A pair of evil gung-fu artists, Heaven and Earth, are slaughtering the entire Yin-Yang brotherhood. he movie opens with two members of the brotherhood and their two male children being ... See full summary »




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Credited cast:
Chan Lung (as Jacky Chan)
Dean Shek ...
Jaws Four
James Tien ...
Old Chen
Austin Wai ...
Ah Tung
Shi-Kwan Yen ...
Heaven and Earth Society Leader
Yeong-Mun Kwon ...
Earth Devil
Eun-ju Im ...
Hsia Ling (as Lin Yin-Chu)
Hui Lou Chen ...
Chan Chi-Pei
Kwok Choi Hon
Rest of cast listed alphabetically:
Ka-Sang Cheng
Wan Hsi Chin
Kang Chu
Chi-Wei Ho
Han Chang Hu
Chi Wei Huang


A pair of evil gung-fu artists, Heaven and Earth, are slaughtering the entire Yin-Yang brotherhood. he movie opens with two members of the brotherhood and their two male children being chased by Heaven, Earth, and misc. bad guys. The two members get away separately with their children. Twenty years later we see Jackie Chan as he hunts frogs and snakes and keeps them in his pants. You learn he was one of the boys; the other is a lazy man who uses windmill-driven levers to deliver things to and from bedside, even a chamberpot and breakfast. Eventually, their respective paternal figures are killed, and they are forced to fight Heaven and Earth. Written by Michael Capps <capps@cs.unc.edu>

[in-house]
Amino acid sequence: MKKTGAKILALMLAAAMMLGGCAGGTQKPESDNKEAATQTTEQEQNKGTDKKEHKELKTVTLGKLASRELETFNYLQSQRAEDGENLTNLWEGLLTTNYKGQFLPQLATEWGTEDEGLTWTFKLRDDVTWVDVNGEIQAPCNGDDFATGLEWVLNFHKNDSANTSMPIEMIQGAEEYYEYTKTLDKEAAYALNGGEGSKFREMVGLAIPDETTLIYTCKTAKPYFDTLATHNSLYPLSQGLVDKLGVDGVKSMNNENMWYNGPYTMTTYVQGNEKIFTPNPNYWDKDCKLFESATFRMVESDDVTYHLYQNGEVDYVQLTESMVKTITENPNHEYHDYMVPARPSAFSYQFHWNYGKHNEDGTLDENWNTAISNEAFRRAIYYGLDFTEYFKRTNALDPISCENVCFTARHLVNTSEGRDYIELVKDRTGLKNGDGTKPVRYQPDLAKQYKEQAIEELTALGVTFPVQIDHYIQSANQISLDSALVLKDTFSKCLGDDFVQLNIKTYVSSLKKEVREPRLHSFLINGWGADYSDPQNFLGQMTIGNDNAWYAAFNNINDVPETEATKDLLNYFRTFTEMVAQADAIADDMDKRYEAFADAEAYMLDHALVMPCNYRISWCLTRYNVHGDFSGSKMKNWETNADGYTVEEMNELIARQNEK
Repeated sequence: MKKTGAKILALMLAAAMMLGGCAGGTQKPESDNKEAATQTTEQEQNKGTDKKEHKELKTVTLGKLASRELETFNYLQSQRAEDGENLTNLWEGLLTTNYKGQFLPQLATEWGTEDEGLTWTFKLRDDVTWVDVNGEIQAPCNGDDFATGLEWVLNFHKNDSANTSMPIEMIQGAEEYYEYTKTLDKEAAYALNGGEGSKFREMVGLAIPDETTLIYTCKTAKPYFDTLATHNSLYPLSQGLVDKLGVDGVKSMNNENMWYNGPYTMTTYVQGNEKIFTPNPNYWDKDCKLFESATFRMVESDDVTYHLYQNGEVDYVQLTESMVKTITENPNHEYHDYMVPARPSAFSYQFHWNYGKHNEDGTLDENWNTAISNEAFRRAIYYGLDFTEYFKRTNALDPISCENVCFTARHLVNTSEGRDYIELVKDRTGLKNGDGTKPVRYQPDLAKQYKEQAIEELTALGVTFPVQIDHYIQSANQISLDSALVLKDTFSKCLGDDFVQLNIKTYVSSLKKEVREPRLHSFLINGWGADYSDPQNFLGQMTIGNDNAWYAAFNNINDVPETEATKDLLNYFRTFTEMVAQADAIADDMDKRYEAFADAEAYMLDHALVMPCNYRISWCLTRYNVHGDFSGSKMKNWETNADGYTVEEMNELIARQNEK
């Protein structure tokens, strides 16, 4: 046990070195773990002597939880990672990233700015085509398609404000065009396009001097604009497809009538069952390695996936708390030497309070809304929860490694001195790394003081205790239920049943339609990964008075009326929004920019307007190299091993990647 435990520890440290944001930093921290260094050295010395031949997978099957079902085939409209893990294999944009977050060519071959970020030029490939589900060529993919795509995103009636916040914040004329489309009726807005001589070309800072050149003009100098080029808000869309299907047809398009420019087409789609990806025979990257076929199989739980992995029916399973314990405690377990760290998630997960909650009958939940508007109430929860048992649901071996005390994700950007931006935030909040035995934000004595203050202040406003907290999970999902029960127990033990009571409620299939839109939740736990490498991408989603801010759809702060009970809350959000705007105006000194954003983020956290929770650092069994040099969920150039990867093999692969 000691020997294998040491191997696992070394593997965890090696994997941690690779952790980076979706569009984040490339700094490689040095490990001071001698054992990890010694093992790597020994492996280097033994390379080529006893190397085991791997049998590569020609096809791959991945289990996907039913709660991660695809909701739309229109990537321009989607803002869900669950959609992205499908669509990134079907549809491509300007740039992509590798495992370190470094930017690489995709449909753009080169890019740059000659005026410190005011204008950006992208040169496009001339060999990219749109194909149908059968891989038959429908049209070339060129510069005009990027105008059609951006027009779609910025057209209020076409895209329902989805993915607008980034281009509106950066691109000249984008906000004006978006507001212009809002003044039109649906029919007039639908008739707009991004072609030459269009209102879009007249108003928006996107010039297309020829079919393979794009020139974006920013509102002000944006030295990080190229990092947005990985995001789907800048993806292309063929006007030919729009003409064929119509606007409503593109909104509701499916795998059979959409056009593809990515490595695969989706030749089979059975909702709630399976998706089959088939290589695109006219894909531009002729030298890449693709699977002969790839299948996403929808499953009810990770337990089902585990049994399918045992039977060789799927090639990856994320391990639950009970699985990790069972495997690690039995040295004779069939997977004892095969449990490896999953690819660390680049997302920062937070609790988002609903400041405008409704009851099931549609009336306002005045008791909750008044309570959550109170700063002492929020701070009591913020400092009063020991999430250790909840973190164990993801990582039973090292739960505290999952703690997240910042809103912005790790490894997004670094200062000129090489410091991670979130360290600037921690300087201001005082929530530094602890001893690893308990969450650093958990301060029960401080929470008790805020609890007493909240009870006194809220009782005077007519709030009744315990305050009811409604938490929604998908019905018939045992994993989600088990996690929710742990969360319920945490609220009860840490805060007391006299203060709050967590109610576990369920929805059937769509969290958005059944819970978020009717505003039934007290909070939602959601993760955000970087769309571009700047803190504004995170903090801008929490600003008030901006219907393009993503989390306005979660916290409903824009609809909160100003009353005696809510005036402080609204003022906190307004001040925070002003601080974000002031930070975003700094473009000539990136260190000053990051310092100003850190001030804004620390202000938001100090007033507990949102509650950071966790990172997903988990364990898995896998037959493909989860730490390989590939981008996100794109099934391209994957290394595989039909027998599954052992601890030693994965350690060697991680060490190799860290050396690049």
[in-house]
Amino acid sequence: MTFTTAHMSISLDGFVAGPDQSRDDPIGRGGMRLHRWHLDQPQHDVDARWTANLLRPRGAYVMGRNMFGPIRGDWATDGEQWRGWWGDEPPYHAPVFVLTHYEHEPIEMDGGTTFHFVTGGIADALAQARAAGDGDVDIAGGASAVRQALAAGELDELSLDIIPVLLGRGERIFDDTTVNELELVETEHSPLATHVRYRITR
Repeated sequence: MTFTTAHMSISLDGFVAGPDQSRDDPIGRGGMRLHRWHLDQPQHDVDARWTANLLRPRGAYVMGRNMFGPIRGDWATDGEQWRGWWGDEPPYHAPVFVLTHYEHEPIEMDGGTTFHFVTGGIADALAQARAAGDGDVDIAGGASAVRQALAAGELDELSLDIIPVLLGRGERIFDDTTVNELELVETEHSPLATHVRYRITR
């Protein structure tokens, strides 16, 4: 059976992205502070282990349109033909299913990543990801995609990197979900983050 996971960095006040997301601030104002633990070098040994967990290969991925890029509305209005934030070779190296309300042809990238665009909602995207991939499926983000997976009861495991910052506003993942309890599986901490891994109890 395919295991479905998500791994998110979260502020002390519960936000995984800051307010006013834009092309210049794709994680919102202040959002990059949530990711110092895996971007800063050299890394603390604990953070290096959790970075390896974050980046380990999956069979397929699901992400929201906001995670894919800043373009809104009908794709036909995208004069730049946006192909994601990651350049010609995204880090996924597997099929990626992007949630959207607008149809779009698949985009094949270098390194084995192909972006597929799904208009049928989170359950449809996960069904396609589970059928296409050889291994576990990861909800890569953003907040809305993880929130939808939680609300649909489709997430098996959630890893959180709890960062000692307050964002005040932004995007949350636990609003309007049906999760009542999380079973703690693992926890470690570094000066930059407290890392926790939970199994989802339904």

Plot Summary | Add Synopsis




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Release Date:

4 March 1983 (Hong Kong)  »

Also Known As:

A Saga do Dragão  »

Company Credits

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Technical Specs

Sound Mix:


Aspect Ratio:

2.35 : 1
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Did You Know?